About three months ago I wrote a slideshow that was titled "The Oakland A's All-Time Team." There was a comment that made a suggestion to make the worst everyday starters and pitchers.
Well it's time to take a look at the worst starters the A's have brought out on the field.
Just to note, it's only players who have been a member of the Oakland A's, not at the previous stops before Oakland.
How can you not think nerd when you see this card of Bruce Bochte?
Now he wasn't a horrible player, and in fact would have probably not been mentioned except for the fact that the A's usually have had first basemen who could produce.
So, Bochte is on the list by default.
In his three-year career with the A's Bochte hit .272, with 25 homers, 155 RBI, 53 doubles, and one triple, with an on-base percentage of .352, slugging percentage of .373, and an ops of .725.
Yet, the funny thing is the player who replaced him at first base nearly doubled him in home runs and nearly caught up to him in RBI as well—in one season.
His name? Mark McGwire!
Larry Haney spent seven seasons with the Oakland A's. His first season he barely saw action and actually played second base. He moved to catcher and was the starter for a couple of seasons.
The problem for the A's with Haney in the lineup was that he didn't produce.
In 1976 he appeared in 88 games and batted .226 with no home runs, and 10 RBI. He finished with a .280 on base percentage, .237 slugging percentage, and a .517 OPS.
In his seven years with the A's Haney hit .189 with five homers, 27 RBI, 79 hits, 10 doubles, 26 walks, and 69 strikeouts. He had an on-base percentage of .238, a slugging percentage of .249, and a OPS of .487.
When he was announced in the lineup I'm sure a lot of A's fans shuddered just thinking he was behind the plate.
Tony Phillips was a solid Major League player for the Detroit Tigers, but as an Athletic he had a less than stellar career in his two stints with the club.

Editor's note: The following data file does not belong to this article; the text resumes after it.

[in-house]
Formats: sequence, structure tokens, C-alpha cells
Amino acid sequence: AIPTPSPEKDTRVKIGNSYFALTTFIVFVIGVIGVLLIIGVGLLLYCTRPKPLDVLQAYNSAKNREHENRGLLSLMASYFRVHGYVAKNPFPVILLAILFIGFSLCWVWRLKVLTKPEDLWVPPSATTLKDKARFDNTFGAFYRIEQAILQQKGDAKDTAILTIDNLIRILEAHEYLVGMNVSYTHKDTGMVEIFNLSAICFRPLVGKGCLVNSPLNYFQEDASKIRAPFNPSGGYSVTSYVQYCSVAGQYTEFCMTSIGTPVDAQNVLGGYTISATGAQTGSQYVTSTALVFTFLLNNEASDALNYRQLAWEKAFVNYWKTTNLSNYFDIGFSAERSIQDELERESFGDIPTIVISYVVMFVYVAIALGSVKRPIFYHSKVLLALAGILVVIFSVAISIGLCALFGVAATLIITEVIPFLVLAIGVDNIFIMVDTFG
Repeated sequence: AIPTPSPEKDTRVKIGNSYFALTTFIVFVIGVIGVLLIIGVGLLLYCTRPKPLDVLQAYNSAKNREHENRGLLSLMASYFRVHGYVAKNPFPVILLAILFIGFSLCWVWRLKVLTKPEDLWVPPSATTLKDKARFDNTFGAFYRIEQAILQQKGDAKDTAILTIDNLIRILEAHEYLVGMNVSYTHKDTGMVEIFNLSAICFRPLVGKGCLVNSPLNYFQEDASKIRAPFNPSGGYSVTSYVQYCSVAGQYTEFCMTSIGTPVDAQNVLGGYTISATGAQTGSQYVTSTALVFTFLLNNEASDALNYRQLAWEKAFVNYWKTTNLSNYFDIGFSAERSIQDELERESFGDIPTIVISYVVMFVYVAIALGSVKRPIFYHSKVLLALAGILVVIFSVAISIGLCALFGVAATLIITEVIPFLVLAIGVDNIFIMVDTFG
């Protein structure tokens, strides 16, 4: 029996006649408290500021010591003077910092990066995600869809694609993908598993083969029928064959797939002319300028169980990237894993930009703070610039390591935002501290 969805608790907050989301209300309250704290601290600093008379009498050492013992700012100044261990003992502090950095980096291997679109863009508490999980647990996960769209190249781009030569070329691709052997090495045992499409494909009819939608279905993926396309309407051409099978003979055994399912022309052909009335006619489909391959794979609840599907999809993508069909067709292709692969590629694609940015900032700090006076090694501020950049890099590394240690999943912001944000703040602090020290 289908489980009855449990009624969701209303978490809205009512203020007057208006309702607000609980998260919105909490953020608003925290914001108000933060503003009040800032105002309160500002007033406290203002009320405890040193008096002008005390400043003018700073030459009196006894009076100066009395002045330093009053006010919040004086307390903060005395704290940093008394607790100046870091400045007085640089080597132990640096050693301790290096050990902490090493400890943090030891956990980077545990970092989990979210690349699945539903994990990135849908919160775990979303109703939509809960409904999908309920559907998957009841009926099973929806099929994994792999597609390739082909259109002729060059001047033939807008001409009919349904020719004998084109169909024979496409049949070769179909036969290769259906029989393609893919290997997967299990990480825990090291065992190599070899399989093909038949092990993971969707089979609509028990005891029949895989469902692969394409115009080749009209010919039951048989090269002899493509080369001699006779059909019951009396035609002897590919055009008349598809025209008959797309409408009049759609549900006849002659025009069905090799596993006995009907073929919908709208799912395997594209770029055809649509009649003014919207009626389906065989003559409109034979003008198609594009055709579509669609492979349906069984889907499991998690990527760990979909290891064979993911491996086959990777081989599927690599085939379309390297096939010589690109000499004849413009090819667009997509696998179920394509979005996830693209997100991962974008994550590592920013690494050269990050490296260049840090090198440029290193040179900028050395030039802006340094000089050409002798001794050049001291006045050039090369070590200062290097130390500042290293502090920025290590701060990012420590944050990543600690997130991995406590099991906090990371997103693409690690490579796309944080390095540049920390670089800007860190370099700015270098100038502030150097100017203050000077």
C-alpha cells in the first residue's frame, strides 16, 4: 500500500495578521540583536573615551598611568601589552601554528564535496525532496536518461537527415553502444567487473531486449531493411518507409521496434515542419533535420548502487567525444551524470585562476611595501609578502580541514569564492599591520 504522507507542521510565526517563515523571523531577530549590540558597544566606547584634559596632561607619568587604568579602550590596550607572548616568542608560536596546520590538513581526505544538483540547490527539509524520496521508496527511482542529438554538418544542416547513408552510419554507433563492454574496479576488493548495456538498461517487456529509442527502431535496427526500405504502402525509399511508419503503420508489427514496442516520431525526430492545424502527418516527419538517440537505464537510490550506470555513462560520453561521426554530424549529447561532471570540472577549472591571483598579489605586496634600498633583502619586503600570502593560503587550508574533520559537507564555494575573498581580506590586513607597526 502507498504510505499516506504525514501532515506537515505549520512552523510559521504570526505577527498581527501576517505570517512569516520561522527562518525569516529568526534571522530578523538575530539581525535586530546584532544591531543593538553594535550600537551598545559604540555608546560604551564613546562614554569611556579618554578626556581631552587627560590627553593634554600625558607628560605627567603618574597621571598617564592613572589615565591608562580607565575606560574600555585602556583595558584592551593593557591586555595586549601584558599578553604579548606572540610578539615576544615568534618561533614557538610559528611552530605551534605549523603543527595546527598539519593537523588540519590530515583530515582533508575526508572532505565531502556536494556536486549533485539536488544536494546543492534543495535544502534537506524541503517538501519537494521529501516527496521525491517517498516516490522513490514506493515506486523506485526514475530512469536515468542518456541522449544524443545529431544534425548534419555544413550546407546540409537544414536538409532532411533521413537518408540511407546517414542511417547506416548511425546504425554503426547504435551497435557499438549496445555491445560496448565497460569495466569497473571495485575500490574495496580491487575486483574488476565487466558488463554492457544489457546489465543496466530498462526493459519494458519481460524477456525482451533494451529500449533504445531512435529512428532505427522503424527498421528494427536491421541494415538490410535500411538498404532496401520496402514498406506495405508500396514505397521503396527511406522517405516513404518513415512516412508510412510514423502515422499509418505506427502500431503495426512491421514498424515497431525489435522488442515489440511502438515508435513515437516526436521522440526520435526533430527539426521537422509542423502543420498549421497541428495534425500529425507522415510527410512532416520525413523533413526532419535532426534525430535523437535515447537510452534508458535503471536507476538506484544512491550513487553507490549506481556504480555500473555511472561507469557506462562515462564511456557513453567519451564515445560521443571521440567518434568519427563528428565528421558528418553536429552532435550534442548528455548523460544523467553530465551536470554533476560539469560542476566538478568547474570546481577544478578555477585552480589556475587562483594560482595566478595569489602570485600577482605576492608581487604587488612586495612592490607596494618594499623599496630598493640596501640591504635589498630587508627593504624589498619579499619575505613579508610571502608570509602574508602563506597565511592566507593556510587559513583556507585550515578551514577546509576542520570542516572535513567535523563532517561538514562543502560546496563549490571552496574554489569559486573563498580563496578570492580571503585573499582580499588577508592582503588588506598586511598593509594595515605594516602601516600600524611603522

His best season came in 1986 where he hit .256 with five homers and 52 RBI and stole 10 bases.
In the nine years he spent with the club he hit .250 with 48 homers, 308 RBI, 131 doubles, 29 triples, 67 stolen bases (but was caught 45 times), and posted a .341 on-base percentage, .361 slugging percentage, and an OPS of .702.
The memory I have of Phillips was in his second stint with the A's when he took out a young Seattle Mariners short stop Carlos Guillen and ended Guillen's season.
I was trying to avoid players who played two years or less, but Stanley just had to make the list. He played in enough games so it wasn't like he was a utility player. He was out there nearly every day manning the short stop position and could not hit for the life of him.
In those two seasons Stanley hit for an average of .193, with two homers, 24 RBI, 72 hits, and 11 doubles, with a .280 on-base percentage, .239 slugging percentage, and an OPS of .519.
Every time Jack Hannahan was in the lineup I just had to scratch my head and wonder why. Is it a wonder he got traded in the middle of the 2009 season and was replaced by Adam Kennedy, who barely played third in the Major League career?
Hannahan I admit was a tremendous defensive third baseman, but unfortunately he played a position that requires you to also be able to hit and drive in runs—neither things that Hannahan could do very well.
On most days Hannahan was over matched by good fastballs. He had a big swing and when he did make contact, which was rare, he could hit a ball out or into the gap.